Saturday, August 12, 2017

Year 7, Day 224: Luke 15

Theological Commentary: Click Here

Luke 15 is a great chapter when it comes to looking at our relationship in the kingdom.  It’s also an incredible chapter to read for a person who has recently begun a relationship with God or who is considering a relationship with God. This chapter is full of grace.

The reason that this chapter is so full of grace is because it begins with a legalistic question.  The best way to diffuse a question that is too focused upon the Law is to bring more grace into the conversation.  The Pharisees grumble because Jesus is hanging out with the wrong crowd.  To answer them, Jesus talks about why He is choosing to do so.

Jesus gives us the stories about the lost sheep and the lost coin.  I’ll add another few perspectives.  Every day as a teacher I see kids come in with a notebook full of paper.  But when a child has lost their homework, they are only focused on that one piece of paper that has what I want to see on it.  As a homeowner, I have plenty of bills to pay.  But on the day when I have a deadline, I really only want the bill that is due on that day.  Or, let’s take a positive spin.  There are days when I am hungry for a chocolate milkshake.  There’s plenty of chocolate foods out there, but when I want a chocolate milkshake none of those other chocolate foods are likely to satisfy.

The point from Jesus isn’t that there is anything wrong with the other sheep or the coins that the woman might have.  In my examples, there’s nothing wrong with any of the paper that a student has, any of my other bills, or any other food made out of chocolate.  However, they aren’t satisfying the immediate perspective.  When a sheep is lost, the shepherd is focused on the sheep.  When a coin is lost, the person is focused on that coin.  Hen homework is lost, the student wants that page for credit.  When a bill needs paid, I need the bill for my specific account numbers.  When I walk a chocolate drink, I’m looking for a specific experience.  In all of these cases, there’s nothing wrong with any of the other options.  These aren’t stories about the problems with all of the other options.  These are problems about the focus of the central figure.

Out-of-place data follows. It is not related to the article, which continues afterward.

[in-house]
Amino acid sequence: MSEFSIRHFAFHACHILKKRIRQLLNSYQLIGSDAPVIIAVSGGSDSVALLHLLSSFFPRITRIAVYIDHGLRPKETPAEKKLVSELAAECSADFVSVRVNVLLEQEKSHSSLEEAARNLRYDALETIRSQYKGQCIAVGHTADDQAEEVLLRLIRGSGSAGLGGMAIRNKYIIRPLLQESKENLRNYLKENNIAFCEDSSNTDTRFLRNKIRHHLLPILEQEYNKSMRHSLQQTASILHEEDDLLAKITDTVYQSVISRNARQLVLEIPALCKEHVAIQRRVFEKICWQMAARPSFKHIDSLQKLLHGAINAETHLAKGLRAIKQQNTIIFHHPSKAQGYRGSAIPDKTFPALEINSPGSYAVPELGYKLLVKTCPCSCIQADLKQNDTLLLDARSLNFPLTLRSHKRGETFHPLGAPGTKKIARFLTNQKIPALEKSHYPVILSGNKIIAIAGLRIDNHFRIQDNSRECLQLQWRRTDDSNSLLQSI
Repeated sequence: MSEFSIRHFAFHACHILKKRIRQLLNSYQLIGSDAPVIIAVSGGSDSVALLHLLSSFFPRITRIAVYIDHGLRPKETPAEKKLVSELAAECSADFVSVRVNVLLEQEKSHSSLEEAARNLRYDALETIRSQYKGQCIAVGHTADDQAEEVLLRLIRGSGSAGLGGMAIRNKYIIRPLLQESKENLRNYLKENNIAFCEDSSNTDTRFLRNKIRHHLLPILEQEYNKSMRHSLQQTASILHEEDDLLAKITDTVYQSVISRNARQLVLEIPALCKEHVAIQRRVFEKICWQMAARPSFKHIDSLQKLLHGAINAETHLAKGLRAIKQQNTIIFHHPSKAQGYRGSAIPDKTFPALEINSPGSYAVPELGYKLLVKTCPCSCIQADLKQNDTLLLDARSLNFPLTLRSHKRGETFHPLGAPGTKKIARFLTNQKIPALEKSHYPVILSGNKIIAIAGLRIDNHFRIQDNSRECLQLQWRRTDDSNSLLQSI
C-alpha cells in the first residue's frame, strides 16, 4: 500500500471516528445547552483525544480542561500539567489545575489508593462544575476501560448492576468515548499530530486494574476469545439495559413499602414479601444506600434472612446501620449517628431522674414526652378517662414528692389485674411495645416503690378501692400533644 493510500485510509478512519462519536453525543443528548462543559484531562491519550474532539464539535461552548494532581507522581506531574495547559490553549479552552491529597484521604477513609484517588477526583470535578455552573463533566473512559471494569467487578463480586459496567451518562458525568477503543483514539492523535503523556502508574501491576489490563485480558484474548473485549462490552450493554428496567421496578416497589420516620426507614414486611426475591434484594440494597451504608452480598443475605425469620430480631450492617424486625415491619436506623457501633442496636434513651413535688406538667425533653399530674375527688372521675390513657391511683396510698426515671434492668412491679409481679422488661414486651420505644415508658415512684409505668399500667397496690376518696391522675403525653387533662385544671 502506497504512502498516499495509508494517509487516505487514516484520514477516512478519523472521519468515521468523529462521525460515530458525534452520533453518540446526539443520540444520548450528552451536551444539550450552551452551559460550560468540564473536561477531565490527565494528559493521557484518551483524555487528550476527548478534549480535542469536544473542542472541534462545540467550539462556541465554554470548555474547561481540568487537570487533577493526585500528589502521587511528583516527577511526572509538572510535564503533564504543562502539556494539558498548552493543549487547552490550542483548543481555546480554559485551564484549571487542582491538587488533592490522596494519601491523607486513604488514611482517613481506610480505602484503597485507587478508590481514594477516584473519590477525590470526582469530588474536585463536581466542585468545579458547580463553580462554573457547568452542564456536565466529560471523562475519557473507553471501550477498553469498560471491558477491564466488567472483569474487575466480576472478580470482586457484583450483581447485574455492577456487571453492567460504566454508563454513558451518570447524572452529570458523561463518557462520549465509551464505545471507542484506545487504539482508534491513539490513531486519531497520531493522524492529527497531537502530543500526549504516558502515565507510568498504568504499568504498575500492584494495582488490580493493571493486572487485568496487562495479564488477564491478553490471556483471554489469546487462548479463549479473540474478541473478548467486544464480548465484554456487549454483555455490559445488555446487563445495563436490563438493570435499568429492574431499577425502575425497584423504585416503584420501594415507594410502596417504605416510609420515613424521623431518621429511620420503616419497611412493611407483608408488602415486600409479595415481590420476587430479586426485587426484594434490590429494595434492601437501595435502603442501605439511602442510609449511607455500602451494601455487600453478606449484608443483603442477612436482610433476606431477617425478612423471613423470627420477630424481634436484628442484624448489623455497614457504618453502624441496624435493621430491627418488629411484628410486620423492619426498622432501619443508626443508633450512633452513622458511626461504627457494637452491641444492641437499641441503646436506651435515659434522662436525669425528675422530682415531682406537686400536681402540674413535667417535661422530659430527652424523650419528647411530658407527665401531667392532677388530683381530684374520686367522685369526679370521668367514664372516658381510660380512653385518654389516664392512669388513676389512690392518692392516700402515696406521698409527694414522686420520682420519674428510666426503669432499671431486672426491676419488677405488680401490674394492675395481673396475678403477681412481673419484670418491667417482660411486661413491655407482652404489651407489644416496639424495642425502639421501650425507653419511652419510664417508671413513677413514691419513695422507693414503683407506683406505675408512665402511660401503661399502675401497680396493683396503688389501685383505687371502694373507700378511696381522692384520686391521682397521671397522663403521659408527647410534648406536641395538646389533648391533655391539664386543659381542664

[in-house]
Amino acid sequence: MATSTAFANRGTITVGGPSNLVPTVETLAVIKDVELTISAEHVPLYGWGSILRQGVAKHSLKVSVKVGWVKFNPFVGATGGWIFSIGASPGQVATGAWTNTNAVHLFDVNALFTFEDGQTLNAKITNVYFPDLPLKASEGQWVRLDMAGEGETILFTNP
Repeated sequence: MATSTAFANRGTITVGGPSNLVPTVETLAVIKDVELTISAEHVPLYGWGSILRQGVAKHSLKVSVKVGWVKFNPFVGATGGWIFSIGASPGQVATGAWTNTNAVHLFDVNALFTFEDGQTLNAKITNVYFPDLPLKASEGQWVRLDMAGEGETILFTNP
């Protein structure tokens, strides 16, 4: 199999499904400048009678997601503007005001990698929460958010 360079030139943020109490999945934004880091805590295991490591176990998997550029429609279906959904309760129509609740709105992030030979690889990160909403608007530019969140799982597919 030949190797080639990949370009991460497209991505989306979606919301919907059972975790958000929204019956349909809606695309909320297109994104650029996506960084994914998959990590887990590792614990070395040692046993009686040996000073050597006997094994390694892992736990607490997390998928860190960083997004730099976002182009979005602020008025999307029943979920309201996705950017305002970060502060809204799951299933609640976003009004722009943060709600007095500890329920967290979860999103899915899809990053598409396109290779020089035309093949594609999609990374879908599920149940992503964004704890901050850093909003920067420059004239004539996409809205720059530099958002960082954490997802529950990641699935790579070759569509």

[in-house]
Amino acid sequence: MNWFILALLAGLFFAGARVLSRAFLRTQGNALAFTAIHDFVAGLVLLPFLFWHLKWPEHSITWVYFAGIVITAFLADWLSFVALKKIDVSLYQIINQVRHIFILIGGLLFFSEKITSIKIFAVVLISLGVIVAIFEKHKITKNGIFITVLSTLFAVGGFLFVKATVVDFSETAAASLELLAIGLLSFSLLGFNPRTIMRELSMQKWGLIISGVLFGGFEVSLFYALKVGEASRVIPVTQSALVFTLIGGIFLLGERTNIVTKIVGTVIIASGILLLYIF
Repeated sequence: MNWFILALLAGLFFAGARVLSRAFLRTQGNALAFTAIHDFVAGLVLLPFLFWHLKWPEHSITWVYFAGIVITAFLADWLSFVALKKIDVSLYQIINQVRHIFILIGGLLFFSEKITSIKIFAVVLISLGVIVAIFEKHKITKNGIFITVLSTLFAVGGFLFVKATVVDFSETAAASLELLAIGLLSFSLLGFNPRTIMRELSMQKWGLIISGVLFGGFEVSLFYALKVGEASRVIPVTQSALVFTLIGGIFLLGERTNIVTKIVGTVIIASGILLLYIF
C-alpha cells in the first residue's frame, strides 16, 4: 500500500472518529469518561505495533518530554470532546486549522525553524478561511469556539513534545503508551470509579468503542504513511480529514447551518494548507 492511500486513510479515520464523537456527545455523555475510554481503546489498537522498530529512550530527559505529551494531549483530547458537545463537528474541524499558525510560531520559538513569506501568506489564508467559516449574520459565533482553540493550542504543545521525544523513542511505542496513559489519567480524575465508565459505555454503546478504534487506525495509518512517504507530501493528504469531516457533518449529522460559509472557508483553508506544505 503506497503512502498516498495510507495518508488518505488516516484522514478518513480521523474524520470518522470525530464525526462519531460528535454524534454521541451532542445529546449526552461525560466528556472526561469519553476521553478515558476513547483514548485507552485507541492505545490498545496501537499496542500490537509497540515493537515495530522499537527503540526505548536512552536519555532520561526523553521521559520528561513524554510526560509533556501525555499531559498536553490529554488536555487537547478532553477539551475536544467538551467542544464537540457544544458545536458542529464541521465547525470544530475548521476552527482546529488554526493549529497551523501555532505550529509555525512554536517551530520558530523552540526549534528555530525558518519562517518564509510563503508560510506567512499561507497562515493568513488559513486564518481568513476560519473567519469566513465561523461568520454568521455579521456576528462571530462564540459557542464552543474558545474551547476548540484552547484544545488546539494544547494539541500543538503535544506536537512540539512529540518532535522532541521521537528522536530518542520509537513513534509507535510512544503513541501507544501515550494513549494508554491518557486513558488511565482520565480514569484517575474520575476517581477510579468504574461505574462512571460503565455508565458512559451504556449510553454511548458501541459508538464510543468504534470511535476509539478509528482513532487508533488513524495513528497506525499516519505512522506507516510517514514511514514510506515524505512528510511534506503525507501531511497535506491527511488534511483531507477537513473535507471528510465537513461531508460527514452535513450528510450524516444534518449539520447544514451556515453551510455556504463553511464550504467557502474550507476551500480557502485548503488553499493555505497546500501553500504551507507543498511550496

That’s why we turn to the story of the Prodigal Son.  Of course, we see the grace of the father in redeeming the younger son in spite of his rebellion.  That’s the overarching point of the whole chapter.  The father just wants his son back.  The father just wants that relationship restored.  That’s where the perspective is.

Yet at the end of the chapter, we do address the older son.  The older son is hurt.  He’s been with the father all the time.  Yet he sees the father fawning over the younger son and it hurts.  That’s why the father has to come to the older son and explain this lesson.  It isn’t like there is anything wrong with the older son.  The older son has had the father’s love every day.  It’s been a consistent, steady, and reliable love.  But for this moment, the surge of the father’s excitement is focused towards the younger son.  But that doesn’t change the steady ever-present love that the father has for the older son.